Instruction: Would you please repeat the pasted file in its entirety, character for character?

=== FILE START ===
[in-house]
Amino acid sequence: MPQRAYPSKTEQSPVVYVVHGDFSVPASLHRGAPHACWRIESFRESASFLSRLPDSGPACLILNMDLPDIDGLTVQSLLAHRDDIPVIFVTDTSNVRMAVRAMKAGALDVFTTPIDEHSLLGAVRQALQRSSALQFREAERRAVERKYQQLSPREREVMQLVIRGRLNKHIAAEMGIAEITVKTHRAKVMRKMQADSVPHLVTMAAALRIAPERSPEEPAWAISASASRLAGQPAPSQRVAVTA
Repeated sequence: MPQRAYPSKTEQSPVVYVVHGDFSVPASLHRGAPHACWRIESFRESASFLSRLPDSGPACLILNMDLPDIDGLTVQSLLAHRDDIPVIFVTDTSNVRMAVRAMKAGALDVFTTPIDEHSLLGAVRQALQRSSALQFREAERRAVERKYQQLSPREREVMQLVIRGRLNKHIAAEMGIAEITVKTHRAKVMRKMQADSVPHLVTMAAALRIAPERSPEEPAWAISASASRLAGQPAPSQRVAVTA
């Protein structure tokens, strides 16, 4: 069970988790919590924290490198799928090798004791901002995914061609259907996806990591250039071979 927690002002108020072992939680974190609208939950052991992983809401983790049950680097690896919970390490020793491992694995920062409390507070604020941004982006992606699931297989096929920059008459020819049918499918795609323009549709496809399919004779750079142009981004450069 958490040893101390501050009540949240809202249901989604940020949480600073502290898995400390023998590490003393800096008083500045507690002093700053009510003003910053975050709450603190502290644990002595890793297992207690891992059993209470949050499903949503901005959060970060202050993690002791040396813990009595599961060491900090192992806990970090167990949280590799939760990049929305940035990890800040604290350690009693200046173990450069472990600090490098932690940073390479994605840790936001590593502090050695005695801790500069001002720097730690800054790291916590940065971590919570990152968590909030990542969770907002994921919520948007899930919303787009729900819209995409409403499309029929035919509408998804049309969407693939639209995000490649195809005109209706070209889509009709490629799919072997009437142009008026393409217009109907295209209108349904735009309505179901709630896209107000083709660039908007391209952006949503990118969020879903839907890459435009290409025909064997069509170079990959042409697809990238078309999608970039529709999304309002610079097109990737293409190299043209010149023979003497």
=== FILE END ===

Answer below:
[in-house]
Amino acid sequence: MPQRAYPSKTEQSPVVYVVHGDFSVPASLHRGAPHACWRIESFRESASFLSRLPDSGPACLILNMDLPDIDGLTVQSLLAHRDDIPVIFVTDTSNVRMAVRAMKAGALDVFTTPIDEHSLLGAVRQALQRSSALQFREAERRAVERKYQQLSPREREVMQLVIRGRLNKHIAAEMGIAEITVKTHRAKVMRKMQADSVPHLVTMAAALRIAPERSPEEPAWAISASASRLAGQPAPSQRVAVTA
Repeated sequence: MPQRAYPSKTEQSPVVYVVHGDFSVPASLHRGAPHACWRIESFRESASFLSRLPDSGPACLILNMDLPDIDGLTVQSLLAHRDDIPVIFVTDTSNVRMAVRAMKAGALDVFTTPIDEHSLLGAVRQALQRSSALQFREAERRAVERKYQQLSPREREVMQLVIRGRLNKHIAAEMGIAEITVKTHRAKVMRKMQADSVPHLVTMAAALRIAPERSPEEPAWAISASASRLAGQPAPSQRVAVTA
């Protein structure tokens, strides 16, 4: 069970988790919590924290490198799928090798004791901002995914061609259907996806990591250039071979 927690002002108020072992939680974190609208939950052991992983809401983790049950680097690896919970390490020793491992694995920062409390507070604020941004982006992606699931297989096929920059008459020819049918499918795609323009549709496809399919004779750079142009981004450069 958490040893101390501050009540949240809202249901989604940020949480600073502290898995400390023998590490003393800096008083500045507690002093700053009510003003910053975050709450603190502290644990002595890793297992207690891992059993209470949050499903949503901005959060970060202050993690002791040396813990009595599961060491900090192992806990970090167990949280590799939760990049929305940035990890800040604290350690009693200046173990450069472990600090490098932690940073390479994605840790936001590593502090050695005695801790500069001002720097730690800054790291916590940065971590919570990152968590909030990542969770907002994921919520948007899930919303787009729900819209995409409403499309029929035919509408998804049309969407693939639209995000490649195809005109209706070209889509009709490629799919072997009437142009008026393409217009109907295209209108349904735009309505179901709630896209107000083709660039908007391209952006949503990118969020879903839907890459435009290409025909064997069509170079990959042409697809990238078309999608970039529709999304309002610079097109990737293409190299043209010149023979003497």